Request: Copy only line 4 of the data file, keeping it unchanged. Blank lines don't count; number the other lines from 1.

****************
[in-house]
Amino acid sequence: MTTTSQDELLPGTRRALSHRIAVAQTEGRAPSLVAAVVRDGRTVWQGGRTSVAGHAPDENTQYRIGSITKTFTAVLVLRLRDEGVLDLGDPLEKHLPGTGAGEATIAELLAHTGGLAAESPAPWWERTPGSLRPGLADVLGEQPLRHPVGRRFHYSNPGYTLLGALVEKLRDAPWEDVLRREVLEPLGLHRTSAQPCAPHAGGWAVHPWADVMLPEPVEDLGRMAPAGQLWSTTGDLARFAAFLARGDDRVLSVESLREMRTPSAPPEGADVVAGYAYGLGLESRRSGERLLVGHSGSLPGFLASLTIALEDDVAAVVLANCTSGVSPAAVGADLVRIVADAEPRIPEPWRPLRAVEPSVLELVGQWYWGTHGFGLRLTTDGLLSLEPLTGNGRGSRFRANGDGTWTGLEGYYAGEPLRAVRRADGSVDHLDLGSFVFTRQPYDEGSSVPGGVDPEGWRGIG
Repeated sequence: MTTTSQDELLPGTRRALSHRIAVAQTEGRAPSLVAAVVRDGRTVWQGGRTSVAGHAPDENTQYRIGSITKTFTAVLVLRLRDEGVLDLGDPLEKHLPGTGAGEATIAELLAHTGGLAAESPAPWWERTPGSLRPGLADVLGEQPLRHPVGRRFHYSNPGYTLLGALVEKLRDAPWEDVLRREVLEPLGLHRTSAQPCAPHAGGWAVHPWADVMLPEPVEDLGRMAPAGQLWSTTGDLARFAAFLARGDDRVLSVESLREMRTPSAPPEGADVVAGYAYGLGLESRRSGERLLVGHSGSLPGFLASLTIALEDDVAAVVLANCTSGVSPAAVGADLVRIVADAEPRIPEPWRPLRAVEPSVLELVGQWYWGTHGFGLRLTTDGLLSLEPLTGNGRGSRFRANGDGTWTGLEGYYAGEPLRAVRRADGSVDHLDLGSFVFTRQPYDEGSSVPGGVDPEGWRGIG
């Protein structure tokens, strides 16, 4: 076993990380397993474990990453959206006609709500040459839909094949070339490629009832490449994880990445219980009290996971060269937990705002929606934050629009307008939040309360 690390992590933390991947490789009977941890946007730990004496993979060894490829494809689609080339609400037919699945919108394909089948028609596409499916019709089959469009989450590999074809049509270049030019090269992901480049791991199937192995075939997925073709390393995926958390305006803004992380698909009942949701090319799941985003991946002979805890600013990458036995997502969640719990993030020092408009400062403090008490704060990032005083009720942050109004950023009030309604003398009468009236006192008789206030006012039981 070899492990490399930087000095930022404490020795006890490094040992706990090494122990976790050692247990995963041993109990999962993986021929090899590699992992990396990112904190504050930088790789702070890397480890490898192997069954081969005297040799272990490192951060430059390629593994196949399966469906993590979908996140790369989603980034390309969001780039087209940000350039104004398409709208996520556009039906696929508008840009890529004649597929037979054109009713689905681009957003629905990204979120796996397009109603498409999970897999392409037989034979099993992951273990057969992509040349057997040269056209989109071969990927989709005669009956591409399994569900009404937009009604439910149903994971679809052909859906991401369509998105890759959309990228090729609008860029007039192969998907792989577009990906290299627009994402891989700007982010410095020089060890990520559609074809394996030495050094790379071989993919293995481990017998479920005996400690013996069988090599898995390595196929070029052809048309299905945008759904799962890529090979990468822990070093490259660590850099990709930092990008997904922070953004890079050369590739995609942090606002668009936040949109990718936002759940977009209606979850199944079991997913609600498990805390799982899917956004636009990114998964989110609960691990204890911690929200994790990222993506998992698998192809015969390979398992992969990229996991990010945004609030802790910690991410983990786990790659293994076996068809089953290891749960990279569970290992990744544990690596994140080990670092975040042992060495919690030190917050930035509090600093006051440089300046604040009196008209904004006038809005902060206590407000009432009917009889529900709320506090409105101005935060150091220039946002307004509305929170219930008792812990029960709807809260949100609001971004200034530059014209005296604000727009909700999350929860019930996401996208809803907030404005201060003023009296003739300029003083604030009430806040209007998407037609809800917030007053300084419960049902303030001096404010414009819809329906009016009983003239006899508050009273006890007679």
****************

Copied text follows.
């Protein structure tokens, strides 16, 4: 076993990380397993474990990453959206006609709500040459839909094949070339490629009832490449994880990445219980009290996971060269937990705002929606934050629009307008939040309360 690390992590933390991947490789009977941890946007730990004496993979060894490829494809689609080339609400037919699945919108394909089948028609596409499916019709089959469009989450590999074809049509270049030019090269992901480049791991199937192995075939997925073709390393995926958390305006803004992380698909009942949701090319799941985003991946002979805890600013990458036995997502969640719990993030020092408009400062403090008490704060990032005083009720942050109004950023009030309604003398009468009236006192008789206030006012039981 070899492990490399930087000095930022404490020795006890490094040992706990090494122990976790050692247990995963041993109990999962993986021929090899590699992992990396990112904190504050930088790789702070890397480890490898192997069954081969005297040799272990490192951060430059390629593994196949399966469906993590979908996140790369989603980034390309969001780039087209940000350039104004398409709208996520556009039906696929508008840009890529004649597929037979054109009713689905681009957003629905990204979120796996397009109603498409999970897999392409037989034979099993992951273990057969992509040349057997040269056209989109071969990927989709005669009956591409399994569900009404937009009604439910149903994971679809052909859906991401369509998105890759959309990228090729609008860029007039192969998907792989577009990906290299627009994402891989700007982010410095020089060890990520559609074809394996030495050094790379071989993919293995481990017998479920005996400690013996069988090599898995390595196929070029052809048309299905945008759904799962890529090979990468822990070093490259660590850099990709930092990008997904922070953004890079050369590739995609942090606002668009936040949109990718936002759940977009209606979850199944079991997913609600498990805390799982899917956004636009990114998964989110609960691990204890911690929200994790990222993506998992698998192809015969390979398992992969990229996991990010945004609030802790910690991410983990786990790659293994076996068809089953290891749960990279569970290992990744544990690596994140080990670092975040042992060495919690030190917050930035509090600093006051440089300046604040009196008209904004006038809005902060206590407000009432009917009889529900709320506090409105101005935060150091220039946002307004509305929170219930008792812990029960709807809260949100609001971004200034530059014209005296604000727009909700999350929860019930996401996208809803907030404005201060003023009296003739300029003083604030009430806040209007998407037609809800917030007053300084419960049902303030001096404010414009819809329906009016009983003239006899508050009273006890007679």